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Raphanus sativus – from the Greek raphanus meaning ‘easily grown’ and the Latin sativus, which means ‘cultivated’.

Photo By Robyn Rosenfeldt


Radishes have a long history of cultivation and their origins are not certain. Alphonse de Candolle (1886) mentions that wild specimens were found near Mt Ararat in Turkey, and in Palestine and Armenia. It is thought there were two major centres of origin: the warmer parts of Europe and Asia.


The radish varies enormously in size and shape, from small red ones to large white ones.


Radishes can be sown quite close to each other and the thinnings, leaves and all, can be eaten. They need a mature compost-rich soil to become crisp and mild-flavoured. In summer, they prefer to grow in the shade, even in really cool climates like Tasmania.

Saving The Seed

Annual radishes produce seeds in one season while the biennial ones, such as the black winter radishes, need two seasons. As they are insect-pollinated and self- incompatible, leave more than one plant to go to seed.

They will cross with wild radish, but they will not cross with other brassicas. Save seeds from those plants that are last to bolt. They will produce stalks one-metre tall, with some varieties sending up particularly tall seed heads which will need to be staked and protected from the wind. Radish flowers are white, pink or purple and rely on insects for pollination.

The long pods are swollen with only a few seeds in each (see photo). Cut the stalks when the pods are a light brown and hang in the garage to dry further. Pods can also be picked individually and spread on a screen to dry. They will not shatter, so they must be crushed to obtain the seeds, but be careful not to split the seed in the process.

Dry the seed in a shady place for a further week or two depending on the weather. The seed itself is about the size of a match head and cleaning is easily done with a large-gauge screen to let the seed pass through, followed by a small-gauge screen to get rid of any chaff and dust.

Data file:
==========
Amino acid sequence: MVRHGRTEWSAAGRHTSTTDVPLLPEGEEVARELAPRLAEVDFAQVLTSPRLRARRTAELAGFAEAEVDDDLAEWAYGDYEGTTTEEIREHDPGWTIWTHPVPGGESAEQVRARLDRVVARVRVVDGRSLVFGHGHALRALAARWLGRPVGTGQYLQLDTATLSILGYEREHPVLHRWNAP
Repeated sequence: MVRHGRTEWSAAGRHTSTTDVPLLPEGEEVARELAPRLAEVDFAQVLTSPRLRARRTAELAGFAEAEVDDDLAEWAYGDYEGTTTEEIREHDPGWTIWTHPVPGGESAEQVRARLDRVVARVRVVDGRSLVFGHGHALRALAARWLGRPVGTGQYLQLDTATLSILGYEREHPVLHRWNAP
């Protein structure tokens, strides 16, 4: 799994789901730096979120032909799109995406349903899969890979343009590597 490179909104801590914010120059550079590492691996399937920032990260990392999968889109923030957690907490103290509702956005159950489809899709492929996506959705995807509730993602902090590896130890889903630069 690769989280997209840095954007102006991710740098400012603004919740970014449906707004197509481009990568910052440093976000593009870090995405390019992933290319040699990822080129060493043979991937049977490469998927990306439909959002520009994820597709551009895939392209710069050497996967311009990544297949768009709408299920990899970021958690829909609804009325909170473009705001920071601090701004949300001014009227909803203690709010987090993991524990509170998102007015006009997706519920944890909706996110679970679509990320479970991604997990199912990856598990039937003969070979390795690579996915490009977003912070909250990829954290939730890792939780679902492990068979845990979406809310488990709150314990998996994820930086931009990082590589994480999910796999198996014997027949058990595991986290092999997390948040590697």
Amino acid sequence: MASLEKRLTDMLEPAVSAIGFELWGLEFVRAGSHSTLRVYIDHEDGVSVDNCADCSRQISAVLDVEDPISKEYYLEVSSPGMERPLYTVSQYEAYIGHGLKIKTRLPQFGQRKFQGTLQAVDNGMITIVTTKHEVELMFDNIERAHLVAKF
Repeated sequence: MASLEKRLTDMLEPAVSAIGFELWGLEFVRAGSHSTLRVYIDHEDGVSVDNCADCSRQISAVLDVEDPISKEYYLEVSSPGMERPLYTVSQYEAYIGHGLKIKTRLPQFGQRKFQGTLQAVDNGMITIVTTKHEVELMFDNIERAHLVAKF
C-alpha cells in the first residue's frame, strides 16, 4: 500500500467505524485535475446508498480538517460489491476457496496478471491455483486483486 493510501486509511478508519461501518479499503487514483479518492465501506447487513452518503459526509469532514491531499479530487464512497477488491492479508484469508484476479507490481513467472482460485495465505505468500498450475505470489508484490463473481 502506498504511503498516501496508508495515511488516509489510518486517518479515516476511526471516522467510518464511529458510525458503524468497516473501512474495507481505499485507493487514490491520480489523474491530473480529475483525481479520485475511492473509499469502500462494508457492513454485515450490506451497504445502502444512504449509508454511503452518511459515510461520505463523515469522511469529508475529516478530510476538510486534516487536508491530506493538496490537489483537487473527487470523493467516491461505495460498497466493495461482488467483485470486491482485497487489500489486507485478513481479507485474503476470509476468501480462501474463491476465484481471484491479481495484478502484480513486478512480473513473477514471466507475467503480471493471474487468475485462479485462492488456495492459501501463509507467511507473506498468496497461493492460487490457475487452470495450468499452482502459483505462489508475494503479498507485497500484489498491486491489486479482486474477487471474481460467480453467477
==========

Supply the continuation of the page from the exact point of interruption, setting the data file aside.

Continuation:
Seeds are roundish and have a slightly compressed shape. They will last for four years when stored correctly. If seeds are not properly dried before storing in an airtight container, they will not even last a year. There are 100 seeds to the gram.


The French eat the small annual radishes as an entree with butter and salt. The taste is very nutty and improved by mashing salted anchovies into the butter. Radishes are generally sweeter in winter because their starches convert to sugars in the cold weather.

The young seed pods are used as a green vegetable and there’s an heirloom variety called Rat Tail that is grown specifically for its fresh green seed pods. The leaves of a radish plant are edible and can be eaten like spinach, if they are cooked in a large quantity of water to help eliminate the bitterness.

On The Lookout

A lot of people have kept interesting winter radish varieties over the years. There are turnip-rooted, olive- shaped and half-long types. Long-rooted ones include Long White Vienna, Marsh and Black Spanish.

The Palestinian radish arrived in Adelaide in the 1930s with immigrants and is a fine-flavoured stout black radish that is eaten with rock salt. Japanese Daikon, a long white radish, is slower growing than smaller varieties and has sparse foliage and a terrific texture and taste. It is the number-one selling vegetable in Japan.


This is an edited extract from Michel and Jude Fanton’s book The Seed Savers’ Handbook: A Permaculture Seed (Seed Savers Network 2020)


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